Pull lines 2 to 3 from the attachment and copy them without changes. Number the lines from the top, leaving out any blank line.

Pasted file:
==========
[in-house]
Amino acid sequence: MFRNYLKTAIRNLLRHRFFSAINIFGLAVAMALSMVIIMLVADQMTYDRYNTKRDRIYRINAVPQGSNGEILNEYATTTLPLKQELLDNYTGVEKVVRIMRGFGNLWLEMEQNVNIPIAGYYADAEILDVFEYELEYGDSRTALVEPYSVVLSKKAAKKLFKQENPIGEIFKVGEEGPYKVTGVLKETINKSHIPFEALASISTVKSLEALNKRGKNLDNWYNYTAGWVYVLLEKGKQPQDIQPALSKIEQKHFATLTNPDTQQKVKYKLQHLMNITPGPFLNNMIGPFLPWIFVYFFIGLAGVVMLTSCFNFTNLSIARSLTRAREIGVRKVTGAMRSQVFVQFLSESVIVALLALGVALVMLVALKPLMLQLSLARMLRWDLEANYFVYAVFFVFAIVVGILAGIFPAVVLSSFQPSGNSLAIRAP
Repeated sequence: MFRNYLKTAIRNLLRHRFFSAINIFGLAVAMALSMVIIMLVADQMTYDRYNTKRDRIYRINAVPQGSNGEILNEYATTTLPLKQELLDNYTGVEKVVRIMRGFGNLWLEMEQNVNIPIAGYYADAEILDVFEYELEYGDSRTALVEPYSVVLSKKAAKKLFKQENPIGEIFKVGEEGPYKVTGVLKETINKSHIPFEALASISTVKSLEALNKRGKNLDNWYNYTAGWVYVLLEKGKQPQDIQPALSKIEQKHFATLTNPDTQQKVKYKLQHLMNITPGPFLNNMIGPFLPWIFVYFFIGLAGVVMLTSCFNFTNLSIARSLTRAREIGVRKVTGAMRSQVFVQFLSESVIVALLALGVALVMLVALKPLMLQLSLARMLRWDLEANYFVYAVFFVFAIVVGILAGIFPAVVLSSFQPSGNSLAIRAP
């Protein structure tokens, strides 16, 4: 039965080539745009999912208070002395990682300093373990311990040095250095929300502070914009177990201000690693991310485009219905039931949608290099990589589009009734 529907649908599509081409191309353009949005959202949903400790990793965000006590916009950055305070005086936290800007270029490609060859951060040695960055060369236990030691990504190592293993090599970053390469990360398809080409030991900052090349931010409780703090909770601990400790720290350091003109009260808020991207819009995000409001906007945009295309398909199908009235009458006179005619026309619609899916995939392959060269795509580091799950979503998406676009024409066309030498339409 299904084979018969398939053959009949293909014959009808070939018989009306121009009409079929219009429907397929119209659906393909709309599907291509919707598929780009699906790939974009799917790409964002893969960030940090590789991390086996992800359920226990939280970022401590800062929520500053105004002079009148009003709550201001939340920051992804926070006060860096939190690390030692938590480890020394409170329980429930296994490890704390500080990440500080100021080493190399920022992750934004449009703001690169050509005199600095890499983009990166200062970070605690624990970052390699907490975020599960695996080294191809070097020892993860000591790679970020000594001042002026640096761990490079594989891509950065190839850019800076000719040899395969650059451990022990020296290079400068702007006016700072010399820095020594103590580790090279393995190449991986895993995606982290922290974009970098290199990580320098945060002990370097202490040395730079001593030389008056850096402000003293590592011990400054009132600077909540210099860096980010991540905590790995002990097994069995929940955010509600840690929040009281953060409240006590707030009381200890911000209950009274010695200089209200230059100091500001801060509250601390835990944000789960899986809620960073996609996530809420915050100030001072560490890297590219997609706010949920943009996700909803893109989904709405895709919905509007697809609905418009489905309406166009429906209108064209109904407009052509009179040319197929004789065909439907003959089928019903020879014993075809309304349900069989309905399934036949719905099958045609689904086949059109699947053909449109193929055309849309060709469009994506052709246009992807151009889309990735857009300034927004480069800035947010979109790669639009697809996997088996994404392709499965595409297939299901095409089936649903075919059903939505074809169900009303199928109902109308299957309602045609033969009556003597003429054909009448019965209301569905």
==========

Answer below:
Amino acid sequence: MFRNYLKTAIRNLLRHRFFSAINIFGLAVAMALSMVIIMLVADQMTYDRYNTKRDRIYRINAVPQGSNGEILNEYATTTLPLKQELLDNYTGVEKVVRIMRGFGNLWLEMEQNVNIPIAGYYADAEILDVFEYELEYGDSRTALVEPYSVVLSKKAAKKLFKQENPIGEIFKVGEEGPYKVTGVLKETINKSHIPFEALASISTVKSLEALNKRGKNLDNWYNYTAGWVYVLLEKGKQPQDIQPALSKIEQKHFATLTNPDTQQKVKYKLQHLMNITPGPFLNNMIGPFLPWIFVYFFIGLAGVVMLTSCFNFTNLSIARSLTRAREIGVRKVTGAMRSQVFVQFLSESVIVALLALGVALVMLVALKPLMLQLSLARMLRWDLEANYFVYAVFFVFAIVVGILAGIFPAVVLSSFQPSGNSLAIRAP
Repeated sequence: MFRNYLKTAIRNLLRHRFFSAINIFGLAVAMALSMVIIMLVADQMTYDRYNTKRDRIYRINAVPQGSNGEILNEYATTTLPLKQELLDNYTGVEKVVRIMRGFGNLWLEMEQNVNIPIAGYYADAEILDVFEYELEYGDSRTALVEPYSVVLSKKAAKKLFKQENPIGEIFKVGEEGPYKVTGVLKETINKSHIPFEALASISTVKSLEALNKRGKNLDNWYNYTAGWVYVLLEKGKQPQDIQPALSKIEQKHFATLTNPDTQQKVKYKLQHLMNITPGPFLNNMIGPFLPWIFVYFFIGLAGVVMLTSCFNFTNLSIARSLTRAREIGVRKVTGAMRSQVFVQFLSESVIVALLALGVALVMLVALKPLMLQLSLARMLRWDLEANYFVYAVFFVFAIVVGILAGIFPAVVLSSFQPSGNSLAIRAP